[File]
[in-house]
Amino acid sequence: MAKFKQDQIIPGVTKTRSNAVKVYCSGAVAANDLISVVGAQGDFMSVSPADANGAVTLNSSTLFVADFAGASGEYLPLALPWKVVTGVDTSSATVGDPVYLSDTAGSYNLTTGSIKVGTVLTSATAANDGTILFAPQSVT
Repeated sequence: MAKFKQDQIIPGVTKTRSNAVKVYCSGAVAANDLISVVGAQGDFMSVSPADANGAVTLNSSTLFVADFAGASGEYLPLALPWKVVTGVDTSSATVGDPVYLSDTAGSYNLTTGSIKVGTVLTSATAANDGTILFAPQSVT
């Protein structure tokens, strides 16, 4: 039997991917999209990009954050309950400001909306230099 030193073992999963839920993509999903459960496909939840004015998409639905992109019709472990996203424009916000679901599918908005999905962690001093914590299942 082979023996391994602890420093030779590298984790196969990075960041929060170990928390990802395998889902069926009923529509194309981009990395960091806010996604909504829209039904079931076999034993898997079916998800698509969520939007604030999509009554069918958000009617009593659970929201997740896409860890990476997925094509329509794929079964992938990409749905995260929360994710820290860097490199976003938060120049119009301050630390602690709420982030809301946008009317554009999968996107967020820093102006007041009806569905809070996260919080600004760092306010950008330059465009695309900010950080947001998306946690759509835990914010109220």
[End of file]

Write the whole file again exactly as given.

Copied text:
[in-house]
Amino acid sequence: MAKFKQDQIIPGVTKTRSNAVKVYCSGAVAANDLISVVGAQGDFMSVSPADANGAVTLNSSTLFVADFAGASGEYLPLALPWKVVTGVDTSSATVGDPVYLSDTAGSYNLTTGSIKVGTVLTSATAANDGTILFAPQSVT
Repeated sequence: MAKFKQDQIIPGVTKTRSNAVKVYCSGAVAANDLISVVGAQGDFMSVSPADANGAVTLNSSTLFVADFAGASGEYLPLALPWKVVTGVDTSSATVGDPVYLSDTAGSYNLTTGSIKVGTVLTSATAANDGTILFAPQSVT
């Protein structure tokens, strides 16, 4: 039997991917999209990009954050309950400001909306230099 030193073992999963839920993509999903459960496909939840004015998409639905992109019709472990996203424009916000679901599918908005999905962690001093914590299942 082979023996391994602890420093030779590298984790196969990075960041929060170990928390990802395998889902069926009923529509194309981009990395960091806010996604909504829209039904079931076999034993898997079916998800698509969520939007604030999509009554069918958000009617009593659970929201997740896409860890990476997925094509329509794929079964992938990409749905995260929360994710820290860097490199976003938060120049119009301050630390602690709420982030809301946008009317554009999968996107967020820093102006007041009806569905809070996260919080600004760092306010950008330059465009695309900010950080947001998306946690759509835990914010109220």